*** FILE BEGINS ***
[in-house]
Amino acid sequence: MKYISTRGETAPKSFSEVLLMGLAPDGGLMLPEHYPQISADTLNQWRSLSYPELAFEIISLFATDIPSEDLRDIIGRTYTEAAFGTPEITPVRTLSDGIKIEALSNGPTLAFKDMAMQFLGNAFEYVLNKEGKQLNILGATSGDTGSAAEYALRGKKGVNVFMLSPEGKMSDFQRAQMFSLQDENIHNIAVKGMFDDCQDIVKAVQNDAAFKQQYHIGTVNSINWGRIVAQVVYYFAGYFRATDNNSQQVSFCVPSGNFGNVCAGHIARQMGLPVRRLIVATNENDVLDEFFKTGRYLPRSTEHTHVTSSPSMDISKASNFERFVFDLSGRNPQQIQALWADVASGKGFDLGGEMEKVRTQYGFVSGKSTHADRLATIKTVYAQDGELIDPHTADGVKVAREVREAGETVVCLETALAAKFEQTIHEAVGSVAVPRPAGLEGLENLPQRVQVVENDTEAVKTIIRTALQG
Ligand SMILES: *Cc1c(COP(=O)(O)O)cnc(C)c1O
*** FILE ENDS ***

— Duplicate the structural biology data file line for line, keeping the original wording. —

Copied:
[in-house]
Amino acid sequence: MKYISTRGETAPKSFSEVLLMGLAPDGGLMLPEHYPQISADTLNQWRSLSYPELAFEIISLFATDIPSEDLRDIIGRTYTEAAFGTPEITPVRTLSDGIKIEALSNGPTLAFKDMAMQFLGNAFEYVLNKEGKQLNILGATSGDTGSAAEYALRGKKGVNVFMLSPEGKMSDFQRAQMFSLQDENIHNIAVKGMFDDCQDIVKAVQNDAAFKQQYHIGTVNSINWGRIVAQVVYYFAGYFRATDNNSQQVSFCVPSGNFGNVCAGHIARQMGLPVRRLIVATNENDVLDEFFKTGRYLPRSTEHTHVTSSPSMDISKASNFERFVFDLSGRNPQQIQALWADVASGKGFDLGGEMEKVRTQYGFVSGKSTHADRLATIKTVYAQDGELIDPHTADGVKVAREVREAGETVVCLETALAAKFEQTIHEAVGSVAVPRPAGLEGLENLPQRVQVVENDTEAVKTIIRTALQG
Ligand SMILES: *Cc1c(COP(=O)(O)O)cnc(C)c1O